Eventually, however, the siblings successfully coaxed out and trapped an entire album’s worth of songs. The result is delightful: The 10 songs on Brother Sister are three covers and seven originals, including “Snow Tunnel” and “Bella and Ivan,” two instrumentals that showcase the virtuosic guitar and fiddle talents of Sean and Sara, respectively.

There’s also “Just Another Reason,” a standout track that exemplifies everything about the musical partnership of Watkins Family Hour: impossibly precise instrumentation; tight harmonies; pop sensibilities; a bright, cheerful melody; an unexpected left turn at the song’s close; and Sean and Sara trading verses all the way through.

But it’s “Miles of Desert Sand” that may be Brother Sister's standout track. Its long instrumental introduction blooms into a story both timely and timeless, about traveling across desert sand in search of a better life. It’s a song, in short, about immigration.

“We were just thinking about how [immigration has] always been something people have talked about and argued about,” Sean Watkins reveals. "It’s always been an issue, and there’s always been art and songs made about it. So much art has to do with the migration of people, immigration."

Watkins Family Hour don't typically make “political” music, in large part, Sara says, because she simply doesn’t see it as her strength. “There are people who do it really well,” she says, “and I don’t think my voice is unique in terms of what I would say.”

“It’s a hard thing to do,” Sean interjects.

But they both see “Miles of Desert Sand” less as a political statement and more as a story about people -- one that’s been told, in different ways, for thousands of years.

“I think the reason I love this song so much is because it’s not political as much as social,” Sara Watkins reflects. “It’s about people, and it’s a story that is incredibly challenging now ... but it’s been incredibly challenging since people were in tribes.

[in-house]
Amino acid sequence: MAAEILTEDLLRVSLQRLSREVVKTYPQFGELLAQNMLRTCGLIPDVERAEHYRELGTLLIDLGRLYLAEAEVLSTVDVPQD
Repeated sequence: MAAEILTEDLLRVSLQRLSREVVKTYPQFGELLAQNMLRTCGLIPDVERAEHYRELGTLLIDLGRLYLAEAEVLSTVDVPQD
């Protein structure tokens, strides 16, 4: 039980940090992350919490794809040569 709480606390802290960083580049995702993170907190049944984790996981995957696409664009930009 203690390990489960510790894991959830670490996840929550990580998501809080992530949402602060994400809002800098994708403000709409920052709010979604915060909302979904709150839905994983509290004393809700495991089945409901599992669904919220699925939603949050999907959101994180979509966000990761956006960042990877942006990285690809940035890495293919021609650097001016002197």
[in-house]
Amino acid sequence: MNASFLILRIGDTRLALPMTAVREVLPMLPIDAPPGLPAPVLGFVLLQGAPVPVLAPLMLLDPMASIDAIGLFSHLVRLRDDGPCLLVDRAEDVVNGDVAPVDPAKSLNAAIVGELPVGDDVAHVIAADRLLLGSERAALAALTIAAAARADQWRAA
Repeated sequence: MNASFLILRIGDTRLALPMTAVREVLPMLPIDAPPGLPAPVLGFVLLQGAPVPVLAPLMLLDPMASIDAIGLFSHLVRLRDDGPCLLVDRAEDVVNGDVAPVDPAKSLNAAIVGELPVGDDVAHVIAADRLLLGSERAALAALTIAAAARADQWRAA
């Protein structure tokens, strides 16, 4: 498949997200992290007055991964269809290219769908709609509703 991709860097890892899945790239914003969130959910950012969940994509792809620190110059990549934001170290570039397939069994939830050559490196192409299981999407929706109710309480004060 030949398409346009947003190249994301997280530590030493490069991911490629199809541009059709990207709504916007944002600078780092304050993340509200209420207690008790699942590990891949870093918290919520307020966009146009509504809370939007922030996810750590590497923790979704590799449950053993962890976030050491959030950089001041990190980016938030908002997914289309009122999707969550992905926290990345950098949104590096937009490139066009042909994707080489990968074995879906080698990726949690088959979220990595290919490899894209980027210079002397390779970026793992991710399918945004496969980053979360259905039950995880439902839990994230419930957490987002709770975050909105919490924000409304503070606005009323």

"Since all people lived in tribes,” she emphasizes.

It’s a song the Watkins probably wouldn’t have written before now; in fact, both siblings agree, they likely couldn’t have made this entire album any sooner than they did.

"Having spent a lot of time apart, having struggled with different things, having learned lessons in different ways, we actually can now collaborate in a way that combines different ideas and is a true collaboration." -- Sara Watkins

“There was a time where, if we had written together, it would have been super annoying, because a lot of our life experiences were redundant,” Sara Watkins admits, “and I think having spent a lot of time apart, having struggled with different things, having learned lessons in different ways, we actually can now collaborate in a way that combines different ideas and is a true collaboration.”

That time apart led the Watkins back to the recording studio with the right combination of trusted foundations and new ideas.

“We spent a lot of time in recent history not playing together, and that’s the interesting part,” Sara continues. “The time we have spent apart has made this writing process much more interesting, because we’re introducing different ideas to each other."

Adds Sean, "We both have strong opinions, which is good, because that adds to a partnership. But that only works well when you trust each other."